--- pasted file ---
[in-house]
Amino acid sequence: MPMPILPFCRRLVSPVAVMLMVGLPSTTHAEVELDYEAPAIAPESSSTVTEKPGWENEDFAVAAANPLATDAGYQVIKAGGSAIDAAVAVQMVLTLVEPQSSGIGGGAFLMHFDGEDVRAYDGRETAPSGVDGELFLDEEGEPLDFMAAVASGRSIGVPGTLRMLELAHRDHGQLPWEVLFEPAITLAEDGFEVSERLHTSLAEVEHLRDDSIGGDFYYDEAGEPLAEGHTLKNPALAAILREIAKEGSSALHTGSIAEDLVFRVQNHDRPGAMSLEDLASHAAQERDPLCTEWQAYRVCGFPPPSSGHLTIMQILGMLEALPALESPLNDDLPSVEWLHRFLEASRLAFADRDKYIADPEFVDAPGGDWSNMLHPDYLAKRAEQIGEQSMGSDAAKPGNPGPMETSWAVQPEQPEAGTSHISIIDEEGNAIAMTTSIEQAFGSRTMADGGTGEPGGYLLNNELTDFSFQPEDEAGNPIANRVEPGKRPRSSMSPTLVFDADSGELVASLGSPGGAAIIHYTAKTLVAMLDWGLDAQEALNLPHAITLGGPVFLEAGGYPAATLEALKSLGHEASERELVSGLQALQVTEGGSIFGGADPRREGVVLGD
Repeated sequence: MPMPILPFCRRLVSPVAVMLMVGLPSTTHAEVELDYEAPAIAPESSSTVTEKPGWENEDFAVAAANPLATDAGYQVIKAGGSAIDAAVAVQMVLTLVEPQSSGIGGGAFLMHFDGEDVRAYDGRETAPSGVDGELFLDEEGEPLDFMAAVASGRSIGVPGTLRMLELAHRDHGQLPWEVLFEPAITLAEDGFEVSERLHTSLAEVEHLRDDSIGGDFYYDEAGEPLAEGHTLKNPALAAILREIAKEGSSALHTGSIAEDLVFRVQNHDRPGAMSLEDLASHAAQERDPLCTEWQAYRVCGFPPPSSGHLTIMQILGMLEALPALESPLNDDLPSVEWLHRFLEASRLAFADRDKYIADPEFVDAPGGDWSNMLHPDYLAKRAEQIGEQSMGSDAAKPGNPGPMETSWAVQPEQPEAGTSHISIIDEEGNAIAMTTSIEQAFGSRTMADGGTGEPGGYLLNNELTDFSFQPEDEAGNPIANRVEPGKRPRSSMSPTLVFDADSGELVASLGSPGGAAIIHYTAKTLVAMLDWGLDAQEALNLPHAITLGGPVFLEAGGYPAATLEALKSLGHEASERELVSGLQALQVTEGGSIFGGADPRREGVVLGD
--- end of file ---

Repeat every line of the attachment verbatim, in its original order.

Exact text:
[in-house]
Amino acid sequence: MPMPILPFCRRLVSPVAVMLMVGLPSTTHAEVELDYEAPAIAPESSSTVTEKPGWENEDFAVAAANPLATDAGYQVIKAGGSAIDAAVAVQMVLTLVEPQSSGIGGGAFLMHFDGEDVRAYDGRETAPSGVDGELFLDEEGEPLDFMAAVASGRSIGVPGTLRMLELAHRDHGQLPWEVLFEPAITLAEDGFEVSERLHTSLAEVEHLRDDSIGGDFYYDEAGEPLAEGHTLKNPALAAILREIAKEGSSALHTGSIAEDLVFRVQNHDRPGAMSLEDLASHAAQERDPLCTEWQAYRVCGFPPPSSGHLTIMQILGMLEALPALESPLNDDLPSVEWLHRFLEASRLAFADRDKYIADPEFVDAPGGDWSNMLHPDYLAKRAEQIGEQSMGSDAAKPGNPGPMETSWAVQPEQPEAGTSHISIIDEEGNAIAMTTSIEQAFGSRTMADGGTGEPGGYLLNNELTDFSFQPEDEAGNPIANRVEPGKRPRSSMSPTLVFDADSGELVASLGSPGGAAIIHYTAKTLVAMLDWGLDAQEALNLPHAITLGGPVFLEAGGYPAATLEALKSLGHEASERELVSGLQALQVTEGGSIFGGADPRREGVVLGD
Repeated sequence: MPMPILPFCRRLVSPVAVMLMVGLPSTTHAEVELDYEAPAIAPESSSTVTEKPGWENEDFAVAAANPLATDAGYQVIKAGGSAIDAAVAVQMVLTLVEPQSSGIGGGAFLMHFDGEDVRAYDGRETAPSGVDGELFLDEEGEPLDFMAAVASGRSIGVPGTLRMLELAHRDHGQLPWEVLFEPAITLAEDGFEVSERLHTSLAEVEHLRDDSIGGDFYYDEAGEPLAEGHTLKNPALAAILREIAKEGSSALHTGSIAEDLVFRVQNHDRPGAMSLEDLASHAAQERDPLCTEWQAYRVCGFPPPSSGHLTIMQILGMLEALPALESPLNDDLPSVEWLHRFLEASRLAFADRDKYIADPEFVDAPGGDWSNMLHPDYLAKRAEQIGEQSMGSDAAKPGNPGPMETSWAVQPEQPEAGTSHISIIDEEGNAIAMTTSIEQAFGSRTMADGGTGEPGGYLLNNELTDFSFQPEDEAGNPIANRVEPGKRPRSSMSPTLVFDADSGELVASLGSPGGAAIIHYTAKTLVAMLDWGLDAQEALNLPHAITLGGPVFLEAGGYPAATLEALKSLGHEASERELVSGLQALQVTEGGSIFGGADPRREGVVLGD